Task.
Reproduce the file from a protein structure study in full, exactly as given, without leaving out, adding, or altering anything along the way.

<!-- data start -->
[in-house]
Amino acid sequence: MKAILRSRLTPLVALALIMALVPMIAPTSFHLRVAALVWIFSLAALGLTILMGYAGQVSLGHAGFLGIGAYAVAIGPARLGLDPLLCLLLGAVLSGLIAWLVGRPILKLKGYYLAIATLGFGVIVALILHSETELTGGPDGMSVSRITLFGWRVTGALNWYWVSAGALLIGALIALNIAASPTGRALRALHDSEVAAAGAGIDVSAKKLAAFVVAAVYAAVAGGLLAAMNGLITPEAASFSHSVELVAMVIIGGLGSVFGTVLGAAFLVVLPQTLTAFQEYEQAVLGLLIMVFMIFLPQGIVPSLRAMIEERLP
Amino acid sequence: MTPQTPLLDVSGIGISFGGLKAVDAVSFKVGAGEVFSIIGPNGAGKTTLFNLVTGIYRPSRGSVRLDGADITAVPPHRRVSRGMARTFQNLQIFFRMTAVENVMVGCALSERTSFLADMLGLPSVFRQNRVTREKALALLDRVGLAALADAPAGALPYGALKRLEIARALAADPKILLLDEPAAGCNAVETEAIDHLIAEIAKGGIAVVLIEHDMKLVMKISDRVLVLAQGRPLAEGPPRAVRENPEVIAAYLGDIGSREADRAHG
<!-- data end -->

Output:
[in-house]
Amino acid sequence: MKAILRSRLTPLVALALIMALVPMIAPTSFHLRVAALVWIFSLAALGLTILMGYAGQVSLGHAGFLGIGAYAVAIGPARLGLDPLLCLLLGAVLSGLIAWLVGRPILKLKGYYLAIATLGFGVIVALILHSETELTGGPDGMSVSRITLFGWRVTGALNWYWVSAGALLIGALIALNIAASPTGRALRALHDSEVAAAGAGIDVSAKKLAAFVVAAVYAAVAGGLLAAMNGLITPEAASFSHSVELVAMVIIGGLGSVFGTVLGAAFLVVLPQTLTAFQEYEQAVLGLLIMVFMIFLPQGIVPSLRAMIEERLP
Amino acid sequence: MTPQTPLLDVSGIGISFGGLKAVDAVSFKVGAGEVFSIIGPNGAGKTTLFNLVTGIYRPSRGSVRLDGADITAVPPHRRVSRGMARTFQNLQIFFRMTAVENVMVGCALSERTSFLADMLGLPSVFRQNRVTREKALALLDRVGLAALADAPAGALPYGALKRLEIARALAADPKILLLDEPAAGCNAVETEAIDHLIAEIAKGGIAVVLIEHDMKLVMKISDRVLVLAQGRPLAEGPPRAVRENPEVIAAYLGDIGSREADRAHG